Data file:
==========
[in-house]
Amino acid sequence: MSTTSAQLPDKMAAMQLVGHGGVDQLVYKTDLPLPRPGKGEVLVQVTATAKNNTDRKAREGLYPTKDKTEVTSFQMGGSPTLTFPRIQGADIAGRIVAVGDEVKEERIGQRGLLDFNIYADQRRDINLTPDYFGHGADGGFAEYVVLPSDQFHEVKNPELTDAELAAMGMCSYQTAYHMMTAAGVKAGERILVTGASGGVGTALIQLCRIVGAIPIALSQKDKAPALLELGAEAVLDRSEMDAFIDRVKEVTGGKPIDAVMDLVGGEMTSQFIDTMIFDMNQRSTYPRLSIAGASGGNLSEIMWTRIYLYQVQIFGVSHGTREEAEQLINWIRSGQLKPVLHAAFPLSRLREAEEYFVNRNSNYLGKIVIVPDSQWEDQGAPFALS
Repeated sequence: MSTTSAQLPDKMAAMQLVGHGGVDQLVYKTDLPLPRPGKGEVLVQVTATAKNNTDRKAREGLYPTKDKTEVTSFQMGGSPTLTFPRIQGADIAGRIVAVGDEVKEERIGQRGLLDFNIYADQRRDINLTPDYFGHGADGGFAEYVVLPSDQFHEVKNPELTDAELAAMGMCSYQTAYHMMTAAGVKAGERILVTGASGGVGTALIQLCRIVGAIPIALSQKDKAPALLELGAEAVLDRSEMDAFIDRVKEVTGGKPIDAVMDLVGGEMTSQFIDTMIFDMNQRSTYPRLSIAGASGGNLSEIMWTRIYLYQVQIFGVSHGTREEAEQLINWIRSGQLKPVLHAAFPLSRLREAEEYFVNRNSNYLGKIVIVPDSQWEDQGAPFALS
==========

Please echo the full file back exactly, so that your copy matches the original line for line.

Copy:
[in-house]
Amino acid sequence: MSTTSAQLPDKMAAMQLVGHGGVDQLVYKTDLPLPRPGKGEVLVQVTATAKNNTDRKAREGLYPTKDKTEVTSFQMGGSPTLTFPRIQGADIAGRIVAVGDEVKEERIGQRGLLDFNIYADQRRDINLTPDYFGHGADGGFAEYVVLPSDQFHEVKNPELTDAELAAMGMCSYQTAYHMMTAAGVKAGERILVTGASGGVGTALIQLCRIVGAIPIALSQKDKAPALLELGAEAVLDRSEMDAFIDRVKEVTGGKPIDAVMDLVGGEMTSQFIDTMIFDMNQRSTYPRLSIAGASGGNLSEIMWTRIYLYQVQIFGVSHGTREEAEQLINWIRSGQLKPVLHAAFPLSRLREAEEYFVNRNSNYLGKIVIVPDSQWEDQGAPFALS
Repeated sequence: MSTTSAQLPDKMAAMQLVGHGGVDQLVYKTDLPLPRPGKGEVLVQVTATAKNNTDRKAREGLYPTKDKTEVTSFQMGGSPTLTFPRIQGADIAGRIVAVGDEVKEERIGQRGLLDFNIYADQRRDINLTPDYFGHGADGGFAEYVVLPSDQFHEVKNPELTDAELAAMGMCSYQTAYHMMTAAGVKAGERILVTGASGGVGTALIQLCRIVGAIPIALSQKDKAPALLELGAEAVLDRSEMDAFIDRVKEVTGGKPIDAVMDLVGGEMTSQFIDTMIFDMNQRSTYPRLSIAGASGGNLSEIMWTRIYLYQVQIFGVSHGTREEAEQLINWIRSGQLKPVLHAAFPLSRLREAEEYFVNRNSNYLGKIVIVPDSQWEDQGAPFALS